I eliminated answer choice A because I felt as though if this answer choice were true it would violate both of the types of equipoise discussed in the passage and therefore be unethical. I wasn't sure how to understand this answer choice, even with the explanation above. I also chose answer choice E because I felt that if it rarely occurred that researches who begin the trial with no preference for either of the treatments later develop a strong preference on the basis of data obtained early in the study then there would be no need for redefining the standard of equipoise that is the purpose of the passage and therefore weaken the argument.

Can someone please explain where my thought process is going wrong?

Thanks!
 Shannon Parker
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#26286
Hi-

This passage is difficult because it focuses on an area of technical expertise which throws off a lot of students. Try not to worry too much about the subject matter of the passage, beyond what is written or directly implied, and just focus on what the question is asking you to do.

In question 21, you are being directed to figure out exactly what argument the author is making in the third and fourth paragraphs, and then determine which answer choice would most weaken that argument. I see why you found (E) attractive and it does weaken the argument, however it does not address those researches that begin the trial with a preference, and therefore the author's suggestion would still prove useful by addressing those researchers.

Answer choice (A) would in fact, if true, violate both theoretical and clinical equipoise, which would make the author's suggestion completely irrelevant, therefore most weakening his argument, which is why it is the correct answer choice.

I hope this clears it up some.

-Shannon
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 ashpine17
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#90044
I thought E was correct because if true, then perhaps the problems with theoretical equipoise dont' happen as often so we don't need clinical equipoise?
 ArizonaRobin
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#90948
ashpine17 wrote: Sun Aug 29, 2021 6:39 pm I thought E was correct because if true, then perhaps the problems with theoretical equipoise dont' happen as often so we don't need clinical equipoise?
I did too, but looking at this answer choice in more depth, it can be eliminated because it says that researchers rarely "develop a strong preference" for one option over the other. The author pointed out that the problem with theoretical equipoise is that it can be violated even if a researcher develops a slight preference for one treatment over the other. This answer choice doesn't talk about that scenario, but only addresses developing a strong preference so it doesn't eliminate the need for clinical equipoise.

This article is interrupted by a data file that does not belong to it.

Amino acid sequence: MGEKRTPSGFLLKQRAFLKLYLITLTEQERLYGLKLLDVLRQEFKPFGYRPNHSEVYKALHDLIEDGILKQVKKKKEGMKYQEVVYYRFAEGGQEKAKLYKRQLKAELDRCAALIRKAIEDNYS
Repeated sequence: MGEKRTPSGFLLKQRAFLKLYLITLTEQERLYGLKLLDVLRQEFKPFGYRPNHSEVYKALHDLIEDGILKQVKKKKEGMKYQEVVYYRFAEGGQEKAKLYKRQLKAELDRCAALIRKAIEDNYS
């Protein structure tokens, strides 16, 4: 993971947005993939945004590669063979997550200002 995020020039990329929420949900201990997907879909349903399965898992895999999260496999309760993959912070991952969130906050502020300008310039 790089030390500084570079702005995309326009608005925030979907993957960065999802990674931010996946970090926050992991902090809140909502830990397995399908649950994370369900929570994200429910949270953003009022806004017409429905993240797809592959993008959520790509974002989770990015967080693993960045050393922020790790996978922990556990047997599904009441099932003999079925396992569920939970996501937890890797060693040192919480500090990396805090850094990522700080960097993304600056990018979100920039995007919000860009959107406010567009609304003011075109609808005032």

Robert Carroll
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#91446
ash,

Answer choice (E) doesn't weaken the author's argument because it simply allows theoretical equipoise to be used in those situations. The author isn't against that - the author just thinks that, in some situations, theoretical equipoise will be impossible to meet, so that a looser notion, clinical equipoise, is necessary to fill in the gaps. Answer choice (E) is talking about situations where there are no such gaps, although, note, it's not even saying how often that happens - "researchers who begin with no preference" aren't even quantified, so this could end up being a small percent of researchers, necessitating clinical equipoise to fill in the gaps.

Robert Carroll
 jojapaych
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#91490
Hi Robert,

I would actually disagree with this part: "Answer choice (E) doesn't weaken the author's argument because it simply allows theoretical equipoise to be used in those situations."

I would say this answer choice has no effect on either EQU-TH or EQU-CL. For EQU-TH, I think this is so because whether or not a strong preference develops on the part of participants doesn't mean that no preference to a lesser degree develops. And we know that even "small accretions" of evidence tipped in favor of/against a treatment could break the clinical trial under EQU-TH. Moreover, just because preferences don't develop early on don't mean they won't develop at a later stage in the trial. Hence I see (E) not bashing or having any real effect on EQU-TH, either.

My view on why EQU-CL isn't weakened by (E) is that it just doesn't speak on the support offered for EQU-CL. I think that may have been mentioned in a previous comment, but essentially, in the situation (E) presents, we just don't know whether the "lack of consensus" in the clin. comm. that EQU-CL depends on is there or absent, and hence whether the right degree of ethical rigor is there to support using EQU-CL. Since (E) is silent on the argument, I see it once again having no effect whatsoever.

Let me know if I've missed something!